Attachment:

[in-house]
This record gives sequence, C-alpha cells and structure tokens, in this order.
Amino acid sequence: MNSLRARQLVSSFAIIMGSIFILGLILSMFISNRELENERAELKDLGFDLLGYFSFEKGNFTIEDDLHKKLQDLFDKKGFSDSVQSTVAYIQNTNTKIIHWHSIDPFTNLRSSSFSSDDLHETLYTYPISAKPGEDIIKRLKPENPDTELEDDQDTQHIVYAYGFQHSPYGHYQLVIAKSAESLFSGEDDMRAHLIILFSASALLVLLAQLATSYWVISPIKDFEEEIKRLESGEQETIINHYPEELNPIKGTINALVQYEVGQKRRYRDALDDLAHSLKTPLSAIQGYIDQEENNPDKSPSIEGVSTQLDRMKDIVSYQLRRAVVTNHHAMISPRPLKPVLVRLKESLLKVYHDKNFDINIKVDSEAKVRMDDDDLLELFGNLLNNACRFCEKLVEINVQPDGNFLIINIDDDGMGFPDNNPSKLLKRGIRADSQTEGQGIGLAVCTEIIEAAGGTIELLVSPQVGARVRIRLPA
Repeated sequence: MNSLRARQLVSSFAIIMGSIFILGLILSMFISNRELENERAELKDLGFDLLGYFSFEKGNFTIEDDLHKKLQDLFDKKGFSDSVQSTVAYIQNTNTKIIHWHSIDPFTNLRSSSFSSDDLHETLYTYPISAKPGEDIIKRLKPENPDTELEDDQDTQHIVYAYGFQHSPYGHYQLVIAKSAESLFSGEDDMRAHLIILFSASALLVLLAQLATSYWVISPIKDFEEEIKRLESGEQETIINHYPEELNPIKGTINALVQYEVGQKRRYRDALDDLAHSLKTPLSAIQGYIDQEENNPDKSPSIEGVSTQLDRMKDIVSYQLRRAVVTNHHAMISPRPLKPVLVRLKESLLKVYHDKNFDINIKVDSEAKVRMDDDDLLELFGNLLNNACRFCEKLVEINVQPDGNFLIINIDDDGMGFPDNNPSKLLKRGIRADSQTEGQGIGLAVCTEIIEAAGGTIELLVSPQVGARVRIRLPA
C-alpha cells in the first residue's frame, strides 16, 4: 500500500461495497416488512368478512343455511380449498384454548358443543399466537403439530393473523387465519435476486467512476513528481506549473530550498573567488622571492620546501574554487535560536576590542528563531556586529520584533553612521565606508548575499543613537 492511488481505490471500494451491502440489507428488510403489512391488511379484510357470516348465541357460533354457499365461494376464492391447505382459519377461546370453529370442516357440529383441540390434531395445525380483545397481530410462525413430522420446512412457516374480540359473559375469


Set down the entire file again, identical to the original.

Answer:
[in-house]
This record gives sequence, C-alpha cells and structure tokens, in this order.
Amino acid sequence: MNSLRARQLVSSFAIIMGSIFILGLILSMFISNRELENERAELKDLGFDLLGYFSFEKGNFTIEDDLHKKLQDLFDKKGFSDSVQSTVAYIQNTNTKIIHWHSIDPFTNLRSSSFSSDDLHETLYTYPISAKPGEDIIKRLKPENPDTELEDDQDTQHIVYAYGFQHSPYGHYQLVIAKSAESLFSGEDDMRAHLIILFSASALLVLLAQLATSYWVISPIKDFEEEIKRLESGEQETIINHYPEELNPIKGTINALVQYEVGQKRRYRDALDDLAHSLKTPLSAIQGYIDQEENNPDKSPSIEGVSTQLDRMKDIVSYQLRRAVVTNHHAMISPRPLKPVLVRLKESLLKVYHDKNFDINIKVDSEAKVRMDDDDLLELFGNLLNNACRFCEKLVEINVQPDGNFLIINIDDDGMGFPDNNPSKLLKRGIRADSQTEGQGIGLAVCTEIIEAAGGTIELLVSPQVGARVRIRLPA
Repeated sequence: MNSLRARQLVSSFAIIMGSIFILGLILSMFISNRELENERAELKDLGFDLLGYFSFEKGNFTIEDDLHKKLQDLFDKKGFSDSVQSTVAYIQNTNTKIIHWHSIDPFTNLRSSSFSSDDLHETLYTYPISAKPGEDIIKRLKPENPDTELEDDQDTQHIVYAYGFQHSPYGHYQLVIAKSAESLFSGEDDMRAHLIILFSASALLVLLAQLATSYWVISPIKDFEEEIKRLESGEQETIINHYPEELNPIKGTINALVQYEVGQKRRYRDALDDLAHSLKTPLSAIQGYIDQEENNPDKSPSIEGVSTQLDRMKDIVSYQLRRAVVTNHHAMISPRPLKPVLVRLKESLLKVYHDKNFDINIKVDSEAKVRMDDDDLLELFGNLLNNACRFCEKLVEINVQPDGNFLIINIDDDGMGFPDNNPSKLLKRGIRADSQTEGQGIGLAVCTEIIEAAGGTIELLVSPQVGARVRIRLPA
C-alpha cells in the first residue's frame, strides 16, 4: 500500500461495497416488512368478512343455511380449498384454548358443543399466537403439530393473523387465519435476486467512476513528481506549473530550498573567488622571492620546501574554487535560536576590542528563531556586529520584533553612521565606508548575499543613537 492511488481505490471500494451491502440489507428488510403489512391488511379484510357470516348465541357460533354457499365461494376464492391447505382459519377461546370453529370442516357440529383441540390434531395445525380483545397481530410462525413430522420446512412457516374480540359473559375469